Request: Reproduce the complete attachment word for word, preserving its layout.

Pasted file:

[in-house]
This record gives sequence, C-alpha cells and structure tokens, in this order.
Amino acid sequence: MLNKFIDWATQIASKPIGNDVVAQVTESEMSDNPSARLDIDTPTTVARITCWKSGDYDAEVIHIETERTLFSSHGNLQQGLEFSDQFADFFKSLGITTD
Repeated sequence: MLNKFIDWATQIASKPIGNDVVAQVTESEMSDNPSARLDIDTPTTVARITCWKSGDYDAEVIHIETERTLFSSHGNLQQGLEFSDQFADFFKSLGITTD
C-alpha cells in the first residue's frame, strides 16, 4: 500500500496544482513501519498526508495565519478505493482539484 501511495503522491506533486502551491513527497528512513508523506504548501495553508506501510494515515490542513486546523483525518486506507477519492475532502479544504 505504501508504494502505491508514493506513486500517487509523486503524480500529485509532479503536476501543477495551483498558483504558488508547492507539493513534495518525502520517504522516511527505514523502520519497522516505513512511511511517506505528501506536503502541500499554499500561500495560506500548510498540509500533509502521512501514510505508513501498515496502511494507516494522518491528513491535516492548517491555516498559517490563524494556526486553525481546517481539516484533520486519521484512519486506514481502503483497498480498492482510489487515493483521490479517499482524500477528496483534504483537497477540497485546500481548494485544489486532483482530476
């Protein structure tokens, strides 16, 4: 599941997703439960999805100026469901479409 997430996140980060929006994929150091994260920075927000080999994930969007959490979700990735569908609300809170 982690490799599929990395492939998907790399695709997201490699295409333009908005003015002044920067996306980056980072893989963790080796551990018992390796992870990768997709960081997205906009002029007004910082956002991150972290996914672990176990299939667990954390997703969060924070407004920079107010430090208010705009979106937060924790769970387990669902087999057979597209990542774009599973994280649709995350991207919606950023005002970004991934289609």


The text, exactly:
[in-house]
This record gives sequence, C-alpha cells and structure tokens, in this order.
Amino acid sequence: MLNKFIDWATQIASKPIGNDVVAQVTESEMSDNPSARLDIDTPTTVARITCWKSGDYDAEVIHIETERTLFSSHGNLQQGLEFSDQFADFFKSLGITTD
Repeated sequence: MLNKFIDWATQIASKPIGNDVVAQVTESEMSDNPSARLDIDTPTTVARITCWKSGDYDAEVIHIETERTLFSSHGNLQQGLEFSDQFADFFKSLGITTD
C-alpha cells in the first residue's frame, strides 16, 4: 500500500496544482513501519498526508495565519478505493482539484 501511495503522491506533486502551491513527497528512513508523506504548501495553508506501510494515515490542513486546523483525518486506507477519492475532502479544504 505504501508504494502505491508514493506513486500517487509523486503524480500529485509532479503536476501543477495551483498558483504558488508547492507539493513534495518525502520517504522516511527505514523502520519497522516505513512511511511517506505528501506536503502541500499554499500561500495560506500548510498540509500533509502521512501514510505508513501498515496502511494507516494522518491528513491535516492548517491555516498559517490563524494556526486553525481546517481539516484533520486519521484512519486506514481502503483497498480498492482510489487515493483521490479517499482524500477528496483534504483537497477540497485546500481548494485544489486532483482530476
């Protein structure tokens, strides 16, 4: 599941997703439960999805100026469901479409 997430996140980060929006994929150091994260920075927000080999994930969007959490979700990735569908609300809170 982690490799599929990395492939998907790399695709997201490699295409333009908005003015002044920067996306980056980072893989963790080796551990018992390796992870990768997709960081997205906009002029007004910082956002991150972290996914672990176990299939667990954390997703969060924070407004920079107010430090208010705009979106937060924790769970387990669902087999057979597209990542774009599973994280649709995350991207919606950023005002970004991934289609």